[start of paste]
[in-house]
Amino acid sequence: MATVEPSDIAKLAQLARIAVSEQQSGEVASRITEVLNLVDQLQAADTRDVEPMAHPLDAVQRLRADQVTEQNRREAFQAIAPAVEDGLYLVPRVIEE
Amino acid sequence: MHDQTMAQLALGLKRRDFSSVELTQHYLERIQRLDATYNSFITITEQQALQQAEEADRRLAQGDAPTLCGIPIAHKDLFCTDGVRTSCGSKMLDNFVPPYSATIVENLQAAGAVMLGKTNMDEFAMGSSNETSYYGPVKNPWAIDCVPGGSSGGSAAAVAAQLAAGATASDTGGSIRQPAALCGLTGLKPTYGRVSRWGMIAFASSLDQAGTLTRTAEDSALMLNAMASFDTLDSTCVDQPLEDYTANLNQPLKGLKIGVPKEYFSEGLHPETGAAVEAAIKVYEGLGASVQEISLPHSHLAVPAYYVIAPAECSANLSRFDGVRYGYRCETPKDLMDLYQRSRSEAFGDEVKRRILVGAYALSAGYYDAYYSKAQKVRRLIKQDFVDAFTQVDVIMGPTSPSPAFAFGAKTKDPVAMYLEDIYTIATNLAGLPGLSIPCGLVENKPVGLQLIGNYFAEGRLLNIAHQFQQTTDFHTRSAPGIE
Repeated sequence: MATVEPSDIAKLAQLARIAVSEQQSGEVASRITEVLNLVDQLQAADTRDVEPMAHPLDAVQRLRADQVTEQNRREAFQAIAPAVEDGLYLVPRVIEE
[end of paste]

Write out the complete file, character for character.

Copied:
[in-house]
Amino acid sequence: MATVEPSDIAKLAQLARIAVSEQQSGEVASRITEVLNLVDQLQAADTRDVEPMAHPLDAVQRLRADQVTEQNRREAFQAIAPAVEDGLYLVPRVIEE
Amino acid sequence: MHDQTMAQLALGLKRRDFSSVELTQHYLERIQRLDATYNSFITITEQQALQQAEEADRRLAQGDAPTLCGIPIAHKDLFCTDGVRTSCGSKMLDNFVPPYSATIVENLQAAGAVMLGKTNMDEFAMGSSNETSYYGPVKNPWAIDCVPGGSSGGSAAAVAAQLAAGATASDTGGSIRQPAALCGLTGLKPTYGRVSRWGMIAFASSLDQAGTLTRTAEDSALMLNAMASFDTLDSTCVDQPLEDYTANLNQPLKGLKIGVPKEYFSEGLHPETGAAVEAAIKVYEGLGASVQEISLPHSHLAVPAYYVIAPAECSANLSRFDGVRYGYRCETPKDLMDLYQRSRSEAFGDEVKRRILVGAYALSAGYYDAYYSKAQKVRRLIKQDFVDAFTQVDVIMGPTSPSPAFAFGAKTKDPVAMYLEDIYTIATNLAGLPGLSIPCGLVENKPVGLQLIGNYFAEGRLLNIAHQFQQTTDFHTRSAPGIE
Repeated sequence: MATVEPSDIAKLAQLARIAVSEQQSGEVASRITEVLNLVDQLQAADTRDVEPMAHPLDAVQRLRADQVTEQNRREAFQAIAPAVEDGLYLVPRVIEE